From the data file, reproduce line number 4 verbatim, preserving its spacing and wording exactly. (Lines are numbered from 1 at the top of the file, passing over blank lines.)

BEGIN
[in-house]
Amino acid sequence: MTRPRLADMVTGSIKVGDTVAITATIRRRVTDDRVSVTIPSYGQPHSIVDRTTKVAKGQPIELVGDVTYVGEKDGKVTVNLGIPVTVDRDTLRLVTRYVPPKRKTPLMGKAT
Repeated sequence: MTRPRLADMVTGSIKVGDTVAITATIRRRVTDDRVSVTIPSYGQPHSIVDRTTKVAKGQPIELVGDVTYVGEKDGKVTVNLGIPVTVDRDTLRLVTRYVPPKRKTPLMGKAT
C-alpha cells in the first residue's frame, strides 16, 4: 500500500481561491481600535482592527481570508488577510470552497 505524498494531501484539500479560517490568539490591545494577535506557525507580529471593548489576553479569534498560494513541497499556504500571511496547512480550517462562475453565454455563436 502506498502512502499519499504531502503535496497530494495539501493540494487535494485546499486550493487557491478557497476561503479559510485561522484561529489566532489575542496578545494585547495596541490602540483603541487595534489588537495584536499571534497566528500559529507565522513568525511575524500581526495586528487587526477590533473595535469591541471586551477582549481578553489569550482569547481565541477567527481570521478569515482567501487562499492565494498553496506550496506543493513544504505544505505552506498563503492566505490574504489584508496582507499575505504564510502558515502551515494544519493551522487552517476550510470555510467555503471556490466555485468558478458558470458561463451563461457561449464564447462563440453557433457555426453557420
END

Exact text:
C-alpha cells in the first residue's frame, strides 16, 4: 500500500481561491481600535482592527481570508488577510470552497 505524498494531501484539500479560517490568539490591545494577535506557525507580529471593548489576553479569534498560494513541497499556504500571511496547512480550517462562475453565454455563436 502506498502512502499519499504531502503535496497530494495539501493540494487535494485546499486550493487557491478557497476561503479559510485561522484561529489566532489575542496578545494585547495596541490602540483603541487595534489588537495584536499571534497566528500559529507565522513568525511575524500581526495586528487587526477590533473595535469591541471586551477582549481578553489569550482569547481565541477567527481570521478569515482567501487562499492565494498553496506550496506543493513544504505544505505552506498563503492566505490574504489584508496582507499575505504564510502558515502551515494544519493551522487552517476550510470555510467555503471556490466555485468558478458558470458561463451563461457561449464564447462563440453557433457555426453557420